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Our International Leadership Experience in South Africa

During spring break, many students travel to a tropical destination or head home to spend time with family and friends, but a group of 8 JWU students experienced the culture of South Africa. This alternative spring break international leadership experience sent these students half way around the world to see the most rural and developed areas of the country and learn about its government and leadership within its communities.

Jessica Grady, associate director, Student Involvement & Leadership, and Loren Intolubbe-Chmil, executive director of JWU Global, accompanied the students on this trip. Courtney Bynum, Alexis Kievning, and Joseph Butts, are 3 of the students who traveled to South Africa. In their words, read more about this leadership experience.

After a long day of traveling from Johannesburg, we were all introduced to our homestay families. The parents and their children were very welcoming and made us all feel at home. We all were informed about what to expect but it was still a culture shock. Some of the families did not speak English, so we had to find other ways of communicating. Our rooms were basic, but they provided us with our own bed. There was no running water, so we were given a bucket for us to bathe in and a bucket for us to use the bathroom during the night. In the village there were mostly women leading the households - a form of leadership that may go unnoticed.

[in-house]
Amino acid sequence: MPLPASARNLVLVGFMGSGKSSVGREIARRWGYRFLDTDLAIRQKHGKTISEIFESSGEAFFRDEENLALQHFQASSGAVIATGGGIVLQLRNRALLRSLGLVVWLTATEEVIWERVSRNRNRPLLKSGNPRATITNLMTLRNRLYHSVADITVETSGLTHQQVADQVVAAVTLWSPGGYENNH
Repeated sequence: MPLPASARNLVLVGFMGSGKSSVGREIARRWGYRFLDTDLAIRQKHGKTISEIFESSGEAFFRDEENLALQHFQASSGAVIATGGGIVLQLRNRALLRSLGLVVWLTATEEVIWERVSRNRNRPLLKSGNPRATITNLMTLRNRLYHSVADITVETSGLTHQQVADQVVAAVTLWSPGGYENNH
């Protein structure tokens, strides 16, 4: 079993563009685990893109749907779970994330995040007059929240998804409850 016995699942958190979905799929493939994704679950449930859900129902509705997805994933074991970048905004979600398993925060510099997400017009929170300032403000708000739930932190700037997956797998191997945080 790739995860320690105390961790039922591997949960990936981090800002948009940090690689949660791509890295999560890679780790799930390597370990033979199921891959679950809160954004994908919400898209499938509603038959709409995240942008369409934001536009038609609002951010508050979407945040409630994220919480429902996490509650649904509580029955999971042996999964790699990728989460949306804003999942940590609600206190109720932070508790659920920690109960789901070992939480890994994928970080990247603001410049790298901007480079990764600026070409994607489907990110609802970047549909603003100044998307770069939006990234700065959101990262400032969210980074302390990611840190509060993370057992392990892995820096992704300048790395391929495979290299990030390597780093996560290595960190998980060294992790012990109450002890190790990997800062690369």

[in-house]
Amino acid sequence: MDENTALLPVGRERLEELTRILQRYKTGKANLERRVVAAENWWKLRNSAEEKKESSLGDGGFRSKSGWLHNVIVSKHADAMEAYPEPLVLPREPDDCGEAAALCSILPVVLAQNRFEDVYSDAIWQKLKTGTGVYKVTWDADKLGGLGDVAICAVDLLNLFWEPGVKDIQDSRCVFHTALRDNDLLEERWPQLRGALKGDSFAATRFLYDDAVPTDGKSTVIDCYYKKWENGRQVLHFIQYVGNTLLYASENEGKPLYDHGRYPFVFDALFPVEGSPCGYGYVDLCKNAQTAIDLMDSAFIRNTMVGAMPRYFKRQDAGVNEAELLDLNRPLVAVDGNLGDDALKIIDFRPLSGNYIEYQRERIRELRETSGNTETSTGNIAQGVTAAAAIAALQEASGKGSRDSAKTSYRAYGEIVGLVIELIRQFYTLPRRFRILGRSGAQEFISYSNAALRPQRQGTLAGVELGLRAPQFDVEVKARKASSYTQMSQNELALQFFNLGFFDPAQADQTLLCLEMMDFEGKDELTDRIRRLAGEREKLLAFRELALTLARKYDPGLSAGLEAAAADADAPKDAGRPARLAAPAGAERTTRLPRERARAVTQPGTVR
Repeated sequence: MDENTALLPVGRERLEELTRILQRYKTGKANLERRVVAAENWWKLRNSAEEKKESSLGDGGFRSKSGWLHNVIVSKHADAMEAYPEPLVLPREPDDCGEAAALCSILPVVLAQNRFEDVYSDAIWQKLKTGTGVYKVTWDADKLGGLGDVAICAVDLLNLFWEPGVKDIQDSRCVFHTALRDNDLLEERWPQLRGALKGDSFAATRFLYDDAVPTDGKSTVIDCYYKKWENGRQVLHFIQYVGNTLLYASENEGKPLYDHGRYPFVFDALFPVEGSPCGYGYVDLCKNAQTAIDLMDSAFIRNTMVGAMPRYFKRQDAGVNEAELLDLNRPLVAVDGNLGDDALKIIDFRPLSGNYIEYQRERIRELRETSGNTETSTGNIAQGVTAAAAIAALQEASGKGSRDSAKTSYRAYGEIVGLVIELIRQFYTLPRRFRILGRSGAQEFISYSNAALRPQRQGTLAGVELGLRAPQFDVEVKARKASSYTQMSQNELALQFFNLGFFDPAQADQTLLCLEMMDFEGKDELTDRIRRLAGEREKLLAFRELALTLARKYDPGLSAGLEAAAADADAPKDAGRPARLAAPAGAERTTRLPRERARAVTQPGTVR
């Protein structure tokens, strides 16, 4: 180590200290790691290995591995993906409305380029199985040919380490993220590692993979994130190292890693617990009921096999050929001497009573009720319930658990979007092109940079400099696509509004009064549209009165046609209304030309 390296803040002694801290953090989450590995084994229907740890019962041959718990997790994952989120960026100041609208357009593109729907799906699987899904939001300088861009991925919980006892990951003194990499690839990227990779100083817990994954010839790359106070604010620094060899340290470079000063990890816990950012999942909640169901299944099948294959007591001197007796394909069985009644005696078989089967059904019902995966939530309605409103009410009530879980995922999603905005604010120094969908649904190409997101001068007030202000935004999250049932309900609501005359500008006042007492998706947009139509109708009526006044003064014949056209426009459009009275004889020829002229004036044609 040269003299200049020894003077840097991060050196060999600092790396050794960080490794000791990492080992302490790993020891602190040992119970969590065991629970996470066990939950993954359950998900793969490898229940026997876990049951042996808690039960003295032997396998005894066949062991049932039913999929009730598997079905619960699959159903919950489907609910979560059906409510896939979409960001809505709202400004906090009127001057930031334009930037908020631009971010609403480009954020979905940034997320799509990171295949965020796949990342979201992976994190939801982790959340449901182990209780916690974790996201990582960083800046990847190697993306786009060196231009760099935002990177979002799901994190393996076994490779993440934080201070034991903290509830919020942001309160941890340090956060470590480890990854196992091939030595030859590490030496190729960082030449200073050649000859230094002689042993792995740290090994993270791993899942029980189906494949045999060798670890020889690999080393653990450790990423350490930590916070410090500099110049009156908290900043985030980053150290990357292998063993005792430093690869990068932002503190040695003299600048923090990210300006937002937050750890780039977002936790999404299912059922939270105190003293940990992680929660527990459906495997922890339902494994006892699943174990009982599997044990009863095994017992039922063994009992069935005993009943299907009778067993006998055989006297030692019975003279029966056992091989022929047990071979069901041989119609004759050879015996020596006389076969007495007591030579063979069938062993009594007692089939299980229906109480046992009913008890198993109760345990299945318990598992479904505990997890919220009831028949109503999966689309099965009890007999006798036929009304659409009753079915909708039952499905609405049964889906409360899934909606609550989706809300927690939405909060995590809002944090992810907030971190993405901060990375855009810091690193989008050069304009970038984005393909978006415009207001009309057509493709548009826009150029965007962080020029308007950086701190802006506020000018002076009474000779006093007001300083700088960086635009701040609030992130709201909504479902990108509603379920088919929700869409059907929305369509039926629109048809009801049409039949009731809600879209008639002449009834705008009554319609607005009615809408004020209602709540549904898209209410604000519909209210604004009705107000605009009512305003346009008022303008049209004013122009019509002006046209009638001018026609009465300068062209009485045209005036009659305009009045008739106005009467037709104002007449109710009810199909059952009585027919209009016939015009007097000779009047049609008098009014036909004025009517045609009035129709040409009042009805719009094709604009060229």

When we visited the Apartheid Museum, it felt so alive. As we looked at the history of the Apartheid, it was easy to draw direct comparisons to the slavery and segregation in U.S. history, and even Nazi Germany. They all share the same principles of oppressing minorities and exploiting them for cheap or free labor. There was a room in the museum with nooses hanging up to symbolize how many people were given the death penalty for defying the segregation laws. Though it was sort of scary to see, it was also incredibly powerful.

We also visited two crèches, a preschool and a facility for disabled people. It was very sad to hear the struggles of the women working in these programs. They dedicate their lives to caring for children and the disabled - despite little to no pay. These women exemplify what true leaders are because they choose to serve others in their community even if they have nothing to gain from it.

After seeing how invested they are in bettering their community, it truly made us understand the meaning of “Ubuntu,” which means “I am because of you.”